Ask the expert: Small business

Jeff Hofmann, Managing Director, Small Business Lending at Chase

The state of small business

Q What is the current state of small business?

A This year has been all about growth for small businesses. Each year, Chase for Business conducts the Business Leaders Outlook survey (available at, where we poll leaders of small to midsize businesses for a snapshot of the state of small business. According to our 2019 survey, entrepreneurs are optimistic about domestic economic expansion, their company’s rising profit, and growth opportunities. In fact, 60% of small companies expect to see an increase in revenue and sales growth this year, and 58% of small businesses said they expect profits to increase. However, this optimism is not without some caution. The top concern among small business owners is finding the right talent to fill much-needed positions. The second-highest concern is related to trade policy worries, coupled with softer economic trends outside the U.S., which are causing a decidedly more subdued international outlook among business executives.

Q Recent data shows that U.S. small business lending is on the rise. What can we attribute that to?

A It’s true we’re seeing record years for small business lending — mainly due to small business owners’ optimism toward the small business economy at large, as well as growth within their own companies. It’s important for small business owners to make sure they have the resources to sustain their current level of business while positioning themselves for future growth. Banks today are able to provide various options for business owners looking for the right financing for their business needs, including short-term options for everyday operations like a Chase Ink Small Business credit card or long-term options such as business loans for larger investments. It’s all about having access to capital and managing cash flow effectively.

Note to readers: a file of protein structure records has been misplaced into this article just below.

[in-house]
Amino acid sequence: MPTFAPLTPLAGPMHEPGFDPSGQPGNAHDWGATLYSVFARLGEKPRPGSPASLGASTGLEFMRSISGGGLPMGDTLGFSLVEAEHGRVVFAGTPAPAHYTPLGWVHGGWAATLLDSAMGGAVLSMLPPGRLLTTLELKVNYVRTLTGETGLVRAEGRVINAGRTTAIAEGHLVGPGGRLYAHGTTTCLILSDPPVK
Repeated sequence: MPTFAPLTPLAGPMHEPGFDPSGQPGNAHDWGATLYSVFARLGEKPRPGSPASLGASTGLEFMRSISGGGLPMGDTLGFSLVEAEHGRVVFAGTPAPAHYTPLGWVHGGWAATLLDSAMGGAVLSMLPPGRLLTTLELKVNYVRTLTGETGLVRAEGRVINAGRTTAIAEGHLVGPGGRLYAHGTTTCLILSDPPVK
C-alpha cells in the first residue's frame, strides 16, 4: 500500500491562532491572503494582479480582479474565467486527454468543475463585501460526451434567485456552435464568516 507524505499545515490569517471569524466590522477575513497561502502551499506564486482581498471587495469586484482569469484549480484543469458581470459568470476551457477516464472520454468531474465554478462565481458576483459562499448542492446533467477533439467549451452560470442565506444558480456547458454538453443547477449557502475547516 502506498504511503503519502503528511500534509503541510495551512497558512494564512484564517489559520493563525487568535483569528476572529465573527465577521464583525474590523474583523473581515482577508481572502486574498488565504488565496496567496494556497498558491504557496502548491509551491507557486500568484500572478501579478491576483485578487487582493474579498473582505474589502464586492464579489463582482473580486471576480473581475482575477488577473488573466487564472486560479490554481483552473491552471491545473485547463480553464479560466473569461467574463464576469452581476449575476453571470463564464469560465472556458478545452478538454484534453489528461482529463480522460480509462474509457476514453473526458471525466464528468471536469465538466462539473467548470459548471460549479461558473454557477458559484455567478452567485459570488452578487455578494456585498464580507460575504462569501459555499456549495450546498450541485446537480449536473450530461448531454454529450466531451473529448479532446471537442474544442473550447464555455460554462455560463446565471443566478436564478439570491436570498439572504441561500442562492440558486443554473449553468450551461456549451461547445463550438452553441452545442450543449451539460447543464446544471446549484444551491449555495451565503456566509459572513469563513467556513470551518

Q What are the emerging small businesses today we should be mindful of? Do we still see mom-and-pop shops, or are there new, more virtual and tech-based businesses we should focus on?

A We’re seeing all types of businesses emerging. It’s one of the things I admire most about small business owners — they are incredibly creative and inventive. It might be unexpected, but skilled trades are a strong area. There is a growing demand for skilled workers, as Baby Boomers, who often are self-employed or start their own trade business, hit retirement age and leave the labor force. Meanwhile, young people are choosing other career paths, making technical and trade skills the most difficult positions to fill. On the point of technology, software engineers and developers continue to create businesses to maintain software on a variety of platforms. Virtual reality (VR) computing is another area of booming growth in the tech space with the market size of VR hardware and software expected to surpass $19 billion by 2020, according to Statista. No matter the industry, with a thriving economy and consumer spending on the rise, the future remains bright for business owners across the country.

Jeff Hofmann is Managing Director of Small Business Lending at Chase. A member of the Chase lending team for nearly 15 years, he is primarily responsible for developing and integrating strategies across the marketing and credit life cycle, product development, acquisitions, customer engagement, retention, and credit.

Chase Ink

Chase Ink® credit cards are designed to meet the unique spending and cash flow needs of small businesses. Ink products offer rewards on every purchase, from premium travel rewards to cash back, and other benefits and protections that support small businesses.